Swimming performance is crucial for nearly every aspect of a fish's ecology, including predator–prey interactions, reproductive behaviour and habitat selection (Breder, 1926; Webb, 1975, 1984; Blake, 2004), and engages a variety of body regions and fin appendages (referred to hereinafter as swimming modes; Breder, 1926). Functional differences in swimming modes may have important implications for determining the best method of obtaining accurate metabolic rate estimates. For instance, body–caudal fin (BCF) swimming (e.g. carangiform) is powered by movements of the caudal (tail) fin and the posterior half of the body (Fig. 2) and is often (but not always) coupled with a long, streamlined body ideal for long-distance and fast-propulsive swimming in open environments (Videler, 1993; Blake, 2004). Alternatively, median–paired fin (MPF; e.g. labriform; pectoral fin) swimming is powered by movements of the median or paired fins, such as the pectoral or dorsal–ventral fins, while maintaining a rigid body (Fig. 2), and is thought to promote manoeuvrability (Korsmeyer et al., 2002). These two swimming modes differ kinematically in how thrust is produced and physiologically in terms of which muscles are used during swimming (Blake, 2004). Although BCF swimming is used by many species during high-speed escapes or chases, species from many families of coral reef fishes (e.g. Acanthuridae, Labridae, Pomacentridae and Scaridae) regularly use an MPF swimming mode during daily activities. Currently, no study has evaluated whether functional differences in routine swimming mode affect which respirometry method should be used to obtain the best metabolic rate estimates.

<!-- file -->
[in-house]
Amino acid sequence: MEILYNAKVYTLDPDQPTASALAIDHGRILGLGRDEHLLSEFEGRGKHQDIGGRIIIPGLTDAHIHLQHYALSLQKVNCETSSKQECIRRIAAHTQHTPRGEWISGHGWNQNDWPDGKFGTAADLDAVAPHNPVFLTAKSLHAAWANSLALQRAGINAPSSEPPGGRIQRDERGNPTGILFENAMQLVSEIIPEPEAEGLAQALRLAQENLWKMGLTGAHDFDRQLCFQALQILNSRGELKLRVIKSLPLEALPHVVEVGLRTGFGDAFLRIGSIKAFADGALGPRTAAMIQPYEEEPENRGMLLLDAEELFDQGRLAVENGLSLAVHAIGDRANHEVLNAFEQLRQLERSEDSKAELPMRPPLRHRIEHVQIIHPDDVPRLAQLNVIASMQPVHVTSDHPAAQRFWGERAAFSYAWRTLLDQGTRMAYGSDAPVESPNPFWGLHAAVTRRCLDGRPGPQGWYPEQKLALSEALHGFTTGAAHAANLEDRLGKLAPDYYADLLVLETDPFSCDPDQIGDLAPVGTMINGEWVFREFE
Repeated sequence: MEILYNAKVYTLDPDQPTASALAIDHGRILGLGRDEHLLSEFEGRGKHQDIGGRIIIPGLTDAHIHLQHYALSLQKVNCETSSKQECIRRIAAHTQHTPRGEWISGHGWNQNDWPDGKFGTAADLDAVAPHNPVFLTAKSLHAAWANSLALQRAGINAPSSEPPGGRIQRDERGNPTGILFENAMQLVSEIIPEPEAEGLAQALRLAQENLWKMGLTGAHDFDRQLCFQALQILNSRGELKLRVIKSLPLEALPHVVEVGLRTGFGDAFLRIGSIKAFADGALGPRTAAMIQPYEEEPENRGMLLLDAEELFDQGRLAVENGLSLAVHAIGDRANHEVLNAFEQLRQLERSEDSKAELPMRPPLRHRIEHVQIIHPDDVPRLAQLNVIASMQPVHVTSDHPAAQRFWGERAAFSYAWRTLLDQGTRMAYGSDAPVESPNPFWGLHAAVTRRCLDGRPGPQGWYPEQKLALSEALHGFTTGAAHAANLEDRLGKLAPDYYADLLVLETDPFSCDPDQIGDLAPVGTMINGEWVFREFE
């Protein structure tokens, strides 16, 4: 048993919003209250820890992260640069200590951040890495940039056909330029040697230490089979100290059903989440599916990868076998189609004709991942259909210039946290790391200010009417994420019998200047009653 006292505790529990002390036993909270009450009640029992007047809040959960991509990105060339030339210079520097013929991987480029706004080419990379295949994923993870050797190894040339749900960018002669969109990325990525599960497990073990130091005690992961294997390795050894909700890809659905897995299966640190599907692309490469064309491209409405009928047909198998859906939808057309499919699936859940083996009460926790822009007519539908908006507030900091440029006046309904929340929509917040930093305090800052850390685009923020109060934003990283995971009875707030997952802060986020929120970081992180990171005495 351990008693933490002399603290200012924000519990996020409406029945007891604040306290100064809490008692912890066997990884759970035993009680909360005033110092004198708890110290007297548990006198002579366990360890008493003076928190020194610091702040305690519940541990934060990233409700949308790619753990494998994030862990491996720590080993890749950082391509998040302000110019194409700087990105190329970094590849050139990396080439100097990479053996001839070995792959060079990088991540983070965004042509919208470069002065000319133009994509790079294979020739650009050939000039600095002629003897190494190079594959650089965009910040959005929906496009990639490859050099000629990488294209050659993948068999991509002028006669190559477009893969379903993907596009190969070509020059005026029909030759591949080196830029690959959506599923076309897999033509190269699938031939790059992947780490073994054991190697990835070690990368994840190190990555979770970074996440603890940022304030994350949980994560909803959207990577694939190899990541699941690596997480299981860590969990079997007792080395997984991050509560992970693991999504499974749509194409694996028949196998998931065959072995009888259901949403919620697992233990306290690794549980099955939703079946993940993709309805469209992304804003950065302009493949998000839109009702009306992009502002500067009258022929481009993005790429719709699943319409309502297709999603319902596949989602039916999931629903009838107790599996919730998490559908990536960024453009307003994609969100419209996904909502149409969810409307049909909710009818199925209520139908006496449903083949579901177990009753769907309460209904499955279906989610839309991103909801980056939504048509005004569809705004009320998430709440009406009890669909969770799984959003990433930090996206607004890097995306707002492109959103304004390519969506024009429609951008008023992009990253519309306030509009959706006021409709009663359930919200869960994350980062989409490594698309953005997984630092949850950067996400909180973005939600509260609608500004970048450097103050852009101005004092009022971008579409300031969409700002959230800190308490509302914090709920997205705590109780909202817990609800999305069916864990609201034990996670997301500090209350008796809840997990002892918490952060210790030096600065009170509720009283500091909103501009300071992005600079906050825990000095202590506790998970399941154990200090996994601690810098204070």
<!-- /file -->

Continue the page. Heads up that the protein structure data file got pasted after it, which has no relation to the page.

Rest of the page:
Previous studies that compare methods or calculations for estimating metabolic rates in fishes are restricted to one or two species and/or a single swimming mode (e.g. Reidy et al., 1995; Schurmann and Steffensen, 1997; Korsmeyer et al., 2002; Roche et al., 2013). This limits our ability to generalize results across taxa with different swimming modes, swimming durations and/or life histories. Additionally, time-sensitive and field-based studies would benefit from more portable and faster protocols for estimating MMR and SMR. The chase and circular chamber methods may therefore provide more rapid options for estimating MMR than traditional swimming respirometry, which is expensive and can require upwards of 12 h per individual. Therefore, the aims of this study were as follows: (i) to compare metabolic rate estimates obtained using three common methods, i.e. a prolonged swim trial using a swimming respirometer, a short-duration exhaustive chase protocol with air exposure followed by resting respirometry, and a short-duration exhaustive swimming trial in a circular chamber followed by resting respirometry; and (ii) to determine whether metabolic rate estimates obtained with each method vary among four fish species, all of which are prolonged swimmers but exhibit different swimming modes (BCF and MPF).
Materials and methods